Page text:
One of the intervenors in this case – Free Press, whose sole reason for being is the subjugation of the commercial media and communications companies to the yoke of government – coined the phrase "Net Neutrality: The First Amendment of the Internet." The reality, as someone put it, is that codified net neutrality is more nearly "The Fairness Doctrine of the Internet."

For now, nobody knows for sure what will happen next – whether the FCC, or Congress, will push ahead in the conviction that this too is an issue of such "transformative" importance the only thing that matters is getting it done. But in this, as in so many things, the wiser course would be to rethink the matter entirely. It rarely happens that government acts more efficiently than the marketplace, and net neutrality is almost certainly no exception to that rule.

A Unitary First Amendment – Redux

By guest blogger LAURENCE H. WINER, Professor of Law and Faculty Fellow, Center for Law, Science & Technology, Sandra Day O’Connor College of Law, Arizona State University, Tempe, Ariz.

“[W]e don’t put our First Amendment rights in the hands of [government] bureaucrats.”  What an extraordinary statement for the Chief Justice of the United States to make when one considers the Supreme Court’s long history of allowing Federal Communications Commission (FCC) content-based regulation of broadcasting and other electronic media!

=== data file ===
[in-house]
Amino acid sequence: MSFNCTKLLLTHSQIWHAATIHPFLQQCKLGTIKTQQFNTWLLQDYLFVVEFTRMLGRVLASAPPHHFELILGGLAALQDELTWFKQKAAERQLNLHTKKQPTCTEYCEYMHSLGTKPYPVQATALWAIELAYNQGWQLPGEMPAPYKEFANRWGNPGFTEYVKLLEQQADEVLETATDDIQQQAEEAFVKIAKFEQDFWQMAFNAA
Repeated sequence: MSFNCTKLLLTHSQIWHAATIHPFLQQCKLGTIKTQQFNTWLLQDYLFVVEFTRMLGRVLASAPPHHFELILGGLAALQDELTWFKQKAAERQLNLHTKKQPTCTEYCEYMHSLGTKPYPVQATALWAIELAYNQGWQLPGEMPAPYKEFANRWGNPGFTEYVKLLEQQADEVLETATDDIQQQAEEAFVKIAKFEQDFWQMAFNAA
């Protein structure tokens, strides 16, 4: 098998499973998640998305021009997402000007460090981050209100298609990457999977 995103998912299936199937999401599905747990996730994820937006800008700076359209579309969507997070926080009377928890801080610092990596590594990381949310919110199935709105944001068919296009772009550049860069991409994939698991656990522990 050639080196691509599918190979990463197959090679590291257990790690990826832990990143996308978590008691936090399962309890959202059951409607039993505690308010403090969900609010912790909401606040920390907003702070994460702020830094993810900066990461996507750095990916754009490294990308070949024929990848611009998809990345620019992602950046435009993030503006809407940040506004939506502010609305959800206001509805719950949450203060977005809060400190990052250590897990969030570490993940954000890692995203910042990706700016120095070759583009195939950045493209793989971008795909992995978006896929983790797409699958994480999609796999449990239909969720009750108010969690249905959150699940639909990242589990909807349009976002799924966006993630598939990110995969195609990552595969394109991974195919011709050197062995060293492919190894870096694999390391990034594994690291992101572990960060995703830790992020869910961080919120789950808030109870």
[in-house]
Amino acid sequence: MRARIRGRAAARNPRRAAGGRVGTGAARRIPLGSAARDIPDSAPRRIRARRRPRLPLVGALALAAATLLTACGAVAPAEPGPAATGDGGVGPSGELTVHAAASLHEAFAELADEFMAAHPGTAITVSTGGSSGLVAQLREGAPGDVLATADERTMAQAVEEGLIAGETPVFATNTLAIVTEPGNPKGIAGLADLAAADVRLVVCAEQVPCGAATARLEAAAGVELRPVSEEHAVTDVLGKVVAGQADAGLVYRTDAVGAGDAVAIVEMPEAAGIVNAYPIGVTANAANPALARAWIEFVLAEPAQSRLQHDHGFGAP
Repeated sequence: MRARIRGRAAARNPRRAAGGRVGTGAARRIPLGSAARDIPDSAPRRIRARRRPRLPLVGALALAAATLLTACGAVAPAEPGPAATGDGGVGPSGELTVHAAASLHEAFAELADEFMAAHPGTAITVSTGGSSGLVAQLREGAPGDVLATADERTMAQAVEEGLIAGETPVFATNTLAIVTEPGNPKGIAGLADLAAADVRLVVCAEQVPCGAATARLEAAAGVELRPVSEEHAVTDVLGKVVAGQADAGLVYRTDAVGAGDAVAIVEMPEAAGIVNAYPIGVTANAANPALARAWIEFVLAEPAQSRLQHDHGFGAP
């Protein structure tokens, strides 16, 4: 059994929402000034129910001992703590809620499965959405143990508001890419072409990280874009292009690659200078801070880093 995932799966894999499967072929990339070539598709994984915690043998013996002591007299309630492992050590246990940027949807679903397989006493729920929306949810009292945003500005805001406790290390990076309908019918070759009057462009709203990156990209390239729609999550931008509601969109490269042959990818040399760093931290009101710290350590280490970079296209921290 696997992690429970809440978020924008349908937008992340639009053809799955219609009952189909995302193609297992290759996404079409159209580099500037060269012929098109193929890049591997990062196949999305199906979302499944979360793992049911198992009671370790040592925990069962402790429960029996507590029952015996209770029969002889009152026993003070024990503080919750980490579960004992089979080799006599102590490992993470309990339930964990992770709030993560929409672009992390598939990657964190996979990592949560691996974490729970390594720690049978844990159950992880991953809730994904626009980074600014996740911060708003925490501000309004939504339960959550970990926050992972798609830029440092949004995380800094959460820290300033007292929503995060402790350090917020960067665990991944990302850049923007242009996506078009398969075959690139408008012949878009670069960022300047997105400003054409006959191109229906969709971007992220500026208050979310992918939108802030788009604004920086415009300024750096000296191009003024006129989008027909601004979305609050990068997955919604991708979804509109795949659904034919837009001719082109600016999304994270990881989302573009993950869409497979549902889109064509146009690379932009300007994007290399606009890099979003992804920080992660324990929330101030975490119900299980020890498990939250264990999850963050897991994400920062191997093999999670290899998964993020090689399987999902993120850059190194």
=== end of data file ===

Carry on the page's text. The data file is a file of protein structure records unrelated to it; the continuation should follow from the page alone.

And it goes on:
Chief Justice Roberts made this statement in last week’s oral argument of Citizens United v. Federal Election Commission.  Citizens United, involving “Hillary: The Movie,” is the little case that could – could just restore a strong measure of freedom of speech in the most critical of all contexts, namely political speech.

As described in an earlier post occasioned by the first round of oral argument in this case last spring, the narrow issue is the provision of the McCain-Feingold “Bipartisan Campaign Reform Act of 2002” (BCRA) that bans the use of corporate funds for “electioneering communications” via broadcast, cable, or satellite close to an election.  In the earlier argument some members of the Court were astounded by the government’s contention that Congress also would have the constitutional power to similarly ban printed material, including books.
    
This apparently led those members of the Court who long have been troubled by limitations on political speech imposed in the guise of campaign finance reform to set re-briefing and rearguing for an unusual and extended one-day September session.  And, the Court broadened the issue for rehearing by asking the parties to discuss whether the Court should overrule not only that part of its 2003 opinion in McConnell v. F.E.C. upholding the specific BCRA provision, but also the Court’s 1990 opinion in Austin v. Michigan Chamber of Commerce.  In Austin, over strong dissents, the Court upheld a state’s restrictions on independent expenditures from general corporate funds for ads supporting or opposing a candidate for state elective office.

Not surprisingly, the Court’s actions with respect to Citizens United prompted more than 40 amicus briefs with what the New York Times called “an array of strange bedfellows and uneasy alliances” and set the stage for high drama.  How far will the Court go in affirming the political free speech rights of corporations?